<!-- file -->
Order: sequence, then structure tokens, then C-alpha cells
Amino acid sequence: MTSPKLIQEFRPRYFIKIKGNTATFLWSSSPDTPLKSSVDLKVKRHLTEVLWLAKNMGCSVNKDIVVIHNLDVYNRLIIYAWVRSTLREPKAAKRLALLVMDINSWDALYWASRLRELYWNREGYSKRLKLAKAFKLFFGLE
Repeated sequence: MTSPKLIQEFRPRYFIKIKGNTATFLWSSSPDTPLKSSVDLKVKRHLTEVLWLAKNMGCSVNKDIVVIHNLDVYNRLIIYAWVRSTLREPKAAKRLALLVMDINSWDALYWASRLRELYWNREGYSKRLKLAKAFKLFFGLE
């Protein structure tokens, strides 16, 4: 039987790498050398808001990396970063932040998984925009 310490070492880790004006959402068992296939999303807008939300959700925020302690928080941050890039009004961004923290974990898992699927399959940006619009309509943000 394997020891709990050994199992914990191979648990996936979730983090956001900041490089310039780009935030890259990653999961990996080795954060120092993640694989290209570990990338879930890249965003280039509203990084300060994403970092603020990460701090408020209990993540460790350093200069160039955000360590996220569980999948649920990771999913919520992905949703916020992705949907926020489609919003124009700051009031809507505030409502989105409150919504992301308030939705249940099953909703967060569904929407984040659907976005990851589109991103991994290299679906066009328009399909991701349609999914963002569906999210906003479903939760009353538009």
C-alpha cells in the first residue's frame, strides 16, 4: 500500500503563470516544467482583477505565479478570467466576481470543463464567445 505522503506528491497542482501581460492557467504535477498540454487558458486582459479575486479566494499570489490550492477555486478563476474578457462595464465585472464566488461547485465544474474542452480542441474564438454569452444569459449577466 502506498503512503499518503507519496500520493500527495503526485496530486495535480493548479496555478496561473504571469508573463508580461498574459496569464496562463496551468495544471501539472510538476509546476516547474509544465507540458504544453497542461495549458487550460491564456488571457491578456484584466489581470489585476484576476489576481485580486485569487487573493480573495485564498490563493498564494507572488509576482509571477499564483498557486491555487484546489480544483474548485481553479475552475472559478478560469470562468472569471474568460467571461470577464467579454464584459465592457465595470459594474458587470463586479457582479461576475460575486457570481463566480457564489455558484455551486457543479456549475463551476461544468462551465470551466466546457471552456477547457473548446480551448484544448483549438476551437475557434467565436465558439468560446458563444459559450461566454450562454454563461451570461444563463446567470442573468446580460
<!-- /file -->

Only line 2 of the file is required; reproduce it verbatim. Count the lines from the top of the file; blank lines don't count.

Amino acid sequence: MTSPKLIQEFRPRYFIKIKGNTATFLWSSSPDTPLKSSVDLKVKRHLTEVLWLAKNMGCSVNKDIVVIHNLDVYNRLIIYAWVRSTLREPKAAKRLALLVMDINSWDALYWASRLRELYWNREGYSKRLKLAKAFKLFFGLE